The street where we stayed had an undulating terrain and the houses had a very neat look. The shopping area on Belmore Road, a few hundred yards away, had wide variety of food and offered massages and therapies from quite a few places, particularly Thailand. There was an Indian restaurant as well and the shops had people of various nationalities working in them.

We went quite a few times to Oporto -- a Portugese-themed fast-food restaurant -- for quality of its food as also warmth of its staff. It had Indian students working there on a part-time basis and it was interesting to know their stories and ambitions. The restaurant had a variety of burgers, wraps and snacks along with sides and dips on the menu.

The Sydney harbour cruise, which we undertook on the first day of our visit, was a memorable experience. Given that we were in the city for only a short period, it gave us a good glimpse of its landmarks. The cruise ship, with an open deck at the top, sailed gently and unravelled panoramic views all along its two-hour journey as it touched Opera House and Darling Harbour and went under the Sydney Harbour Bridge.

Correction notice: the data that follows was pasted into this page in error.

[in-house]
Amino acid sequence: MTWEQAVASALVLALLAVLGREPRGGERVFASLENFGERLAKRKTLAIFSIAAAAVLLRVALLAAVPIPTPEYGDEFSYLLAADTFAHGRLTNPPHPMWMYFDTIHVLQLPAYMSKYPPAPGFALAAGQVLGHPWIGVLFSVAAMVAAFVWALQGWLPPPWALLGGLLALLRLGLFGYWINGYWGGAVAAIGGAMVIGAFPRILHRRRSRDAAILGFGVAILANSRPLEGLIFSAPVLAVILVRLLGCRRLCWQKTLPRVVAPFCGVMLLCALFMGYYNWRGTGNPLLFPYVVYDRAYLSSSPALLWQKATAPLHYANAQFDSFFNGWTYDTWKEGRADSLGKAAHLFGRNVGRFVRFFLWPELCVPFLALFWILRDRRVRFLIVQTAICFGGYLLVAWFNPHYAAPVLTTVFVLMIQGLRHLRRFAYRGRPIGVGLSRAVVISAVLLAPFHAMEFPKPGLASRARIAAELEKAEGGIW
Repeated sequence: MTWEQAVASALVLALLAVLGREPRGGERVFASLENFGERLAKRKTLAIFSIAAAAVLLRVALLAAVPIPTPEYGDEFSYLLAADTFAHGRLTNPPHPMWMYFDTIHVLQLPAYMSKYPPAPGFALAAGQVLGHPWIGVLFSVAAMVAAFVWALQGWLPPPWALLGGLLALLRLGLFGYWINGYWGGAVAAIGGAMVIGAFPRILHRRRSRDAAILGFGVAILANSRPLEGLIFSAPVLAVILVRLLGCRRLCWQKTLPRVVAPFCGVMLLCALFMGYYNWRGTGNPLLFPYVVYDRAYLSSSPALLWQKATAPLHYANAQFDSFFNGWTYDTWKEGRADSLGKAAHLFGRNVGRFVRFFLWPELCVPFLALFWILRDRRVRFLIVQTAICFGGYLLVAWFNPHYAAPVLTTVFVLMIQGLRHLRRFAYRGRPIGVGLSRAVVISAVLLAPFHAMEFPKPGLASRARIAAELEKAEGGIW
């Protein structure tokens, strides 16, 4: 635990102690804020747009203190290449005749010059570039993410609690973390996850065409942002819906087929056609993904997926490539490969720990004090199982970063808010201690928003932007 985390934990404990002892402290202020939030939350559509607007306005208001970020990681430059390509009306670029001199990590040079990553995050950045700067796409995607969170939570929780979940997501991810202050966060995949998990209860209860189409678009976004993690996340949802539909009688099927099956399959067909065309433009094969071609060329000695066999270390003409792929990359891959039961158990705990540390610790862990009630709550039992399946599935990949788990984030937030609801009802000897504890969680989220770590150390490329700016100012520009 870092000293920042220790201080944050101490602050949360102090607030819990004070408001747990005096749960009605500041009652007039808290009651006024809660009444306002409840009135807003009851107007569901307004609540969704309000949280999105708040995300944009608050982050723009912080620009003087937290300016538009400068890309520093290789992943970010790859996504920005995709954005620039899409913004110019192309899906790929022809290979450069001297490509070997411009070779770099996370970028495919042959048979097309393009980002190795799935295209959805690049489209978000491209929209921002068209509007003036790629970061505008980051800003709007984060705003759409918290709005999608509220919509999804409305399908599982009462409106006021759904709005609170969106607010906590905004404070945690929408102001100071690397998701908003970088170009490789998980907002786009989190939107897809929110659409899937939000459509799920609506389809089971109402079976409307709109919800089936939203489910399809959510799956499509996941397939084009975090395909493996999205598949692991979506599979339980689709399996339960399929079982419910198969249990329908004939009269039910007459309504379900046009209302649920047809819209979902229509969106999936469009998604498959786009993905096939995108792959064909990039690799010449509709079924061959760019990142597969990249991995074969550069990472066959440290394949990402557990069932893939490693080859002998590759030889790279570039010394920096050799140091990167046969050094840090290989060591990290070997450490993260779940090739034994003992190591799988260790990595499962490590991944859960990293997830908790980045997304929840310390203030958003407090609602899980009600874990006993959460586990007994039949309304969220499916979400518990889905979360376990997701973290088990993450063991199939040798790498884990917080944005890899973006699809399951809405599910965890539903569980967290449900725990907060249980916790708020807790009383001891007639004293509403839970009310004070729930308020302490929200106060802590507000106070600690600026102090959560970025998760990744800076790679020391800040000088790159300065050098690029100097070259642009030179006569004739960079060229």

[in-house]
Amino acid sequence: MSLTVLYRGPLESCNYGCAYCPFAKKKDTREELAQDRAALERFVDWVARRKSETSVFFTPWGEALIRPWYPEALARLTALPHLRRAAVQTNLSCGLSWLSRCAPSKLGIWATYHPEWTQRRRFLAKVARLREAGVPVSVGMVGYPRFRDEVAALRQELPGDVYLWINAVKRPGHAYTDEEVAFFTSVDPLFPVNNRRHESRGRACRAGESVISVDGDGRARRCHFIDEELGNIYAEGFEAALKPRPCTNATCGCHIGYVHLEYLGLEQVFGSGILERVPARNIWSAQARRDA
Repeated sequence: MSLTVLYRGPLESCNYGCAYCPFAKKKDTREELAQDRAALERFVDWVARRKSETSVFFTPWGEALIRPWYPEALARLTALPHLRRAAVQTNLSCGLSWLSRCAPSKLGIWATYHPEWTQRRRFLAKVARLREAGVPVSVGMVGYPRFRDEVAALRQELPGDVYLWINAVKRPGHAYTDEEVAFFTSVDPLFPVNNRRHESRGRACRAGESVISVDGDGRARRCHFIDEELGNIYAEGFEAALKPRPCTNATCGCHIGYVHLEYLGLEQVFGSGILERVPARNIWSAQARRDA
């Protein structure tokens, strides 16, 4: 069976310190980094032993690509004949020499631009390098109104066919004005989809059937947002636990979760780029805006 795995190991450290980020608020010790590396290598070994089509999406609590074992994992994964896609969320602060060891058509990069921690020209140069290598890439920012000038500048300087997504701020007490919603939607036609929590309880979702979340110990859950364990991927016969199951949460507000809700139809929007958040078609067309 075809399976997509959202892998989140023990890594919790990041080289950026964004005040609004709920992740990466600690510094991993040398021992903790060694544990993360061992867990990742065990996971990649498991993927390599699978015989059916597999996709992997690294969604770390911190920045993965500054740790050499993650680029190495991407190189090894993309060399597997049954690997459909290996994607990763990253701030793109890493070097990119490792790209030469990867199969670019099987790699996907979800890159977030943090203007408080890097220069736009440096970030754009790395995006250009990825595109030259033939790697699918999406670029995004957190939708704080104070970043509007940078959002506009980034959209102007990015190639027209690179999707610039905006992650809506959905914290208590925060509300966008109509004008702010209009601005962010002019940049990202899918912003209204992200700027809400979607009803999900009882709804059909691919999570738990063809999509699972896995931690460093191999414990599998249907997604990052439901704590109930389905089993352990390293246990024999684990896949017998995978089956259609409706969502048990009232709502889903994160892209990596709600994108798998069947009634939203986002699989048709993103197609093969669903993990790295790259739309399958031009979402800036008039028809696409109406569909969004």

The cruise allows a good view of the Sydney Harbour Bridge -- the largest steel arch bridge in the world -- and the view from below it revealed the enormity and solidity of its construction. It was opened in 1932.

The on-board commentary on the cruise narrated the story of other landmarks, including the Royal Botanic Gardens, Garden Island Naval base, Government House, waterfront homes and Fort Denison.

We again visited Darling Harbour at night on the penultimate day of our stay to see it in its sparkling glory. It is a short walk from the central business district (CBD), which is a charming place with marvellous old and new buildings that combine work with leisure and shopping.

We did most of our shopping from Paddy's market near the CBD which has stalls selling a variety of wares including jewellery, souvenirs, accessories and dresses. The adjoining mall also had good bargains.

Sydney has an efficient transport system and the Opal Card can also be used on local trains. Among my firsts in Sydney was a visit to Ikea store but the experience of the city would have been less rich without that early morning dash to the Bondi beach.

(Prashant Sood was recently in Sydney at the invitation of UNSW. He can be contacted at prashant.s@ians.in)